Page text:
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Canadian Gas Producers Face Bleak 2018: Analyst

The Canadian natural gas market is looking bleak for 2018, with average prices expected to be sharply lower and little prospect for near-term improvement, GMP FirstEnergy Securities analyst Martin King says in a December 12 quarterly gas outlook report.

“Canadian natural gas prices have deteriorated significantly in recent months and now appear to be plagued by numerous problems spanning the poor start to the current winter, deliverability issues, high storage, surging supplies, erosion of market share, and very poor regional pricing,” King wrote. “We have made substantial downward adjustments to our Canadian price outlook to reflect these conditions. Any price improvement will be slow and not until 2H18.”

GMP FirstEnergy is now projecting the benchmark Canadian Gas price at the AECO hub will average just C$2.19/’000 ft3 in 2017, down from its previous forecast of C$2.57/’000 ft3and just $2.21/’000 ft3 next year, down from the investment bank’s earlier forecast of C$3.61.

The prospect of a colder winter had provided some earlier optimism that Canadian gas prices would recover in 2018, King said, but that optimism has been “completely demolished” by a feeble start to the current heating season and the likelihood that structural problems that plagued Canadian producers in 2017 will persist into 2018.

“Moreover, a significant surge in supply in the late stages of this year could (overwhelm) the current capacity of the pipeline system to get it all to market in 2018,” King’s note said.

In 2017, TransCanada declared that while maintenance continued on its system, interruptible service would not be available to move excess production into storage, the market’s usual safety valve in times of strong supply. The resulting supply bubble sent AECO prices crashing into negative territory in the summer of 2017; the pressure was only relieved later in the fall when weather-related demand strengthened and TransCanada’s maintenance programs wrapped up, allowing at least a partial rest of AECO pricing heading into the winter heating season.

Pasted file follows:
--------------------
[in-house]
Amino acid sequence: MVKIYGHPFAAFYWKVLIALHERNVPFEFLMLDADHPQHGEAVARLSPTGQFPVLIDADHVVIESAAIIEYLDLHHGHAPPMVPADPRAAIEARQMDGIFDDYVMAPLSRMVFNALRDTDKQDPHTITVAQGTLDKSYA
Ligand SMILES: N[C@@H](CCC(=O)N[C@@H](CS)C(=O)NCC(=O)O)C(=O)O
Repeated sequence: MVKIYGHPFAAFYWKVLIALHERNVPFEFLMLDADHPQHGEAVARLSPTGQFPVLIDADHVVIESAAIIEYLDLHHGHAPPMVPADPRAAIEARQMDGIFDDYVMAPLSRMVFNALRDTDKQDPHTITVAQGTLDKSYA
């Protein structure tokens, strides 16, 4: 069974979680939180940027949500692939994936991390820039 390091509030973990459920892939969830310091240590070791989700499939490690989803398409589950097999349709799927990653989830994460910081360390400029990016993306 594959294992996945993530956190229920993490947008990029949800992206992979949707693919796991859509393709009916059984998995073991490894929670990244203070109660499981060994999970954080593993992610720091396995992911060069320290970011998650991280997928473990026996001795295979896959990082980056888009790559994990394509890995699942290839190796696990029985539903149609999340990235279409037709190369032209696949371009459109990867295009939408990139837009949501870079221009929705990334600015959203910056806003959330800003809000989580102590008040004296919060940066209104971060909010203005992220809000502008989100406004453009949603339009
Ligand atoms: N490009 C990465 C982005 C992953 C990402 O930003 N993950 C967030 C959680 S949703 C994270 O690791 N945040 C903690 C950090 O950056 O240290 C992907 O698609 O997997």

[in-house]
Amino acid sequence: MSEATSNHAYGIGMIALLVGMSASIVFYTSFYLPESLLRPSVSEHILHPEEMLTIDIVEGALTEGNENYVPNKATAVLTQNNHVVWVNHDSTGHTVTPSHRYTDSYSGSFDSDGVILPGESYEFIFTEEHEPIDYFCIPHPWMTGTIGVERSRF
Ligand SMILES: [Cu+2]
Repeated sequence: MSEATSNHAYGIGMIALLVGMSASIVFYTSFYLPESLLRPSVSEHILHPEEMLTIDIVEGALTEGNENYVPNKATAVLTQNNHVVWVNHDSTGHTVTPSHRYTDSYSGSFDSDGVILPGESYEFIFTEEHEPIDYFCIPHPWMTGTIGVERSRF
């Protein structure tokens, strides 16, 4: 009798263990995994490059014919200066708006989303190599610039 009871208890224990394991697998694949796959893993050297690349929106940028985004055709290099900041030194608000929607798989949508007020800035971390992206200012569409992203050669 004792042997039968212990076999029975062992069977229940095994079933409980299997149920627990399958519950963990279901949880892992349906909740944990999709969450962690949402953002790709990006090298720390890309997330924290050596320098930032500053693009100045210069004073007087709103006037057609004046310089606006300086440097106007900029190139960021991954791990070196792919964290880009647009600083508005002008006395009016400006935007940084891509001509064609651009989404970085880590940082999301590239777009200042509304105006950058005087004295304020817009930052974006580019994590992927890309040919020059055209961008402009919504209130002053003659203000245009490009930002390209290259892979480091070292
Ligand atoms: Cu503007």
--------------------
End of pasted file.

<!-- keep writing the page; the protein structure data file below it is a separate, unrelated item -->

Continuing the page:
That reset, however, may not last very long, King said, noting that the potential for oversupply conditions in the US is creating downward price pressure throughout the North American gas market. For AECO and other western Canadian pricing hubs — Westcoast Energy’s Station 2 and the Alliance ATP in particular — a series of other issues may bring even greater downside risks in 2018 and 2019.

Chief among these issues are:

  • Continuing strong supply additions, principally from the Montney and Deep Basin;
  • An expectation that maintenance issues and interruptible transportation restrictions that hammered AECO prices last summer will be repeated in 2018;
  • A significant lack of takeaway capacity from other parts of the Western Canadian Sedimentary Basin (both the Alliance system, which takes liquids-rich gas southeast into Midwest markets, and the Westcoast system, which accesses markets in the Pacific Northwest and California, are effectively full);
  • Concerns that storage levels could end up being very high next spring if warm weather continues through the winter;
  • A loss of market share by western Canadian gas into Ontario as new Appalachian supplies push into the Dawn hub with the completion of the Rover pipeline and expectations that the NEXUS pipeline will be completed by early 2019.

“Between Rover and Nexus, this could deliver an incremental 2bn ft³/day of US Northeast gas (supply) into Dawn,” King wrote. “The potential competition is further sinking the Dawn-Nymex price spread (traditionally a premium for Dawn versus Nymex) and… feeding back to softer prices for AECO.”

To deal with a market that “appears to have completely fallen overboard”, King suggests that producers will be forced to shut in production, reduce drilling to limit supply additions, hope for more demand growth within Alberta and for additional takeaway capacity on the Westcoast and Alliance systems or wait for longer term relief in the form of LNG exports from either the US West Coast and/or BC.

“With optimism rising that the LNG Canada project might receive a positive FID in 2018, this would provide a long-desired export outlet for Canadian gas completely separate from the US,” King wrote, noting that the Jordan Cove LNG project in Oregon might also provide an option for Canadian producers to reach Asian markets. Assuming FID on each in 2018, both those plants could be in service by 2023, representing total inlet demand of some 3bn ft³/day of Canadian gas.

This post first appeared on Natural Gas Asia - Asia's Unconventional Gas And O, please read the originial post: here

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Canadian Gas Producers Face Bleak 2018: Analyst


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